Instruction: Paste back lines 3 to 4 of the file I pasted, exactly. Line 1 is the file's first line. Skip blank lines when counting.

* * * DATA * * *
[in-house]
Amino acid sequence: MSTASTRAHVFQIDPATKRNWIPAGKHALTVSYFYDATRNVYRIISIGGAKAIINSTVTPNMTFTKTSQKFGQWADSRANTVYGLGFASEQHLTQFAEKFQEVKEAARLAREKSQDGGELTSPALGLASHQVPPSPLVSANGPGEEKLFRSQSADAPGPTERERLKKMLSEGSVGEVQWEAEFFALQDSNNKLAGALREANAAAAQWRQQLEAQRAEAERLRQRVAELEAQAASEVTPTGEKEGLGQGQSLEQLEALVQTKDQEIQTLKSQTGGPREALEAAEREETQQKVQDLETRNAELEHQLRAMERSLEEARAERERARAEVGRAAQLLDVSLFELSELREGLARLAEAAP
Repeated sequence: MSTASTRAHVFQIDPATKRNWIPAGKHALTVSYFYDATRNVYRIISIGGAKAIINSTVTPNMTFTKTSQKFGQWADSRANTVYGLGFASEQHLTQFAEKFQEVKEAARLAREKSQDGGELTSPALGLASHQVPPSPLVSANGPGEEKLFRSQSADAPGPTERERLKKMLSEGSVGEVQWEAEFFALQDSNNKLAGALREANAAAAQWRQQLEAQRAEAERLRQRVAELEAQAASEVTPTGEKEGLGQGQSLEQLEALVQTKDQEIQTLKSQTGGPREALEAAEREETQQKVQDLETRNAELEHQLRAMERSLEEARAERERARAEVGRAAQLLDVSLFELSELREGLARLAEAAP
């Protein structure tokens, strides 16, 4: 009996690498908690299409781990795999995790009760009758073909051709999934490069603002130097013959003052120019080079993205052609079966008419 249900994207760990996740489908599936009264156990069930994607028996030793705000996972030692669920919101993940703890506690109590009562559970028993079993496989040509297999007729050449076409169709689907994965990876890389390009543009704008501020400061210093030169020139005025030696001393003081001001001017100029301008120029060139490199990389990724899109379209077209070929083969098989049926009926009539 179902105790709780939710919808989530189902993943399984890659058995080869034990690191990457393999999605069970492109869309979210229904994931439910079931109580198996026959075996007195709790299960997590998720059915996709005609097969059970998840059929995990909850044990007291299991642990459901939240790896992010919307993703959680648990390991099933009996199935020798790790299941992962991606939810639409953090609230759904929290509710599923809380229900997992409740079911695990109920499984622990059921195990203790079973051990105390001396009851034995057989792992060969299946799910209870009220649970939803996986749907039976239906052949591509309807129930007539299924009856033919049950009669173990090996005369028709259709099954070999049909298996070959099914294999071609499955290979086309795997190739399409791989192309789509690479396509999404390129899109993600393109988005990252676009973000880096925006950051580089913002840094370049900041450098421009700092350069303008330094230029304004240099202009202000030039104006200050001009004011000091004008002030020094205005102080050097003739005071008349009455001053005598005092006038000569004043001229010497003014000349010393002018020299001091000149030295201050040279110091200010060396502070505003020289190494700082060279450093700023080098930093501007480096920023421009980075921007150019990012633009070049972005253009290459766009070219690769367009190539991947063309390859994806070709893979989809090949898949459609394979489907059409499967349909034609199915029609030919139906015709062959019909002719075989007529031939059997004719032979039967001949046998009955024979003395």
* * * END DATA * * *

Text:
Repeated sequence: MSTASTRAHVFQIDPATKRNWIPAGKHALTVSYFYDATRNVYRIISIGGAKAIINSTVTPNMTFTKTSQKFGQWADSRANTVYGLGFASEQHLTQFAEKFQEVKEAARLAREKSQDGGELTSPALGLASHQVPPSPLVSANGPGEEKLFRSQSADAPGPTERERLKKMLSEGSVGEVQWEAEFFALQDSNNKLAGALREANAAAAQWRQQLEAQRAEAERLRQRVAELEAQAASEVTPTGEKEGLGQGQSLEQLEALVQTKDQEIQTLKSQTGGPREALEAAEREETQQKVQDLETRNAELEHQLRAMERSLEEARAERERARAEVGRAAQLLDVSLFELSELREGLARLAEAAP
């Protein structure tokens, strides 16, 4: 009996690498908690299409781990795999995790009760009758073909051709999934490069603002130097013959003052120019080079993205052609079966008419 249900994207760990996740489908599936009264156990069930994607028996030793705000996972030692669920919101993940703890506690109590009562559970028993079993496989040509297999007729050449076409169709689907994965990876890389390009543009704008501020400061210093030169020139005025030696001393003081001001001017100029301008120029060139490199990389990724899109379209077209070929083969098989049926009926009539 179902105790709780939710919808989530189902993943399984890659058995080869034990690191990457393999999605069970492109869309979210229904994931439910079931109580198996026959075996007195709790299960997590998720059915996709005609097969059970998840059929995990909850044990007291299991642990459901939240790896992010919307993703959680648990390991099933009996199935020798790790299941992962991606939810639409953090609230759904929290509710599923809380229900997992409740079911695990109920499984622990059921195990203790079973051990105390001396009851034995057989792992060969299946799910209870009220649970939803996986749907039976239906052949591509309807129930007539299924009856033919049950009669173990090996005369028709259709099954070999049909298996070959099914294999071609499955290979086309795997190739399409791989192309789509690479396509999404390129899109993600393109988005990252676009973000880096925006950051580089913002840094370049900041450098421009700092350069303008330094230029304004240099202009202000030039104006200050001009004011000091004008002030020094205005102080050097003739005071008349009455001053005598005092006038000569004043001229010497003014000349010393002018020299001091000149030295201050040279110091200010060396502070505003020289190494700082060279450093700023080098930093501007480096920023421009980075921007150019990012633009070049972005253009290459766009070219690769367009190539991947063309390859994806070709893979989809090949898949459609394979489907059409499967349909034609199915029609030919139906015709062959019909002719075989007529031939059997004719032979039967001949046998009955024979003395």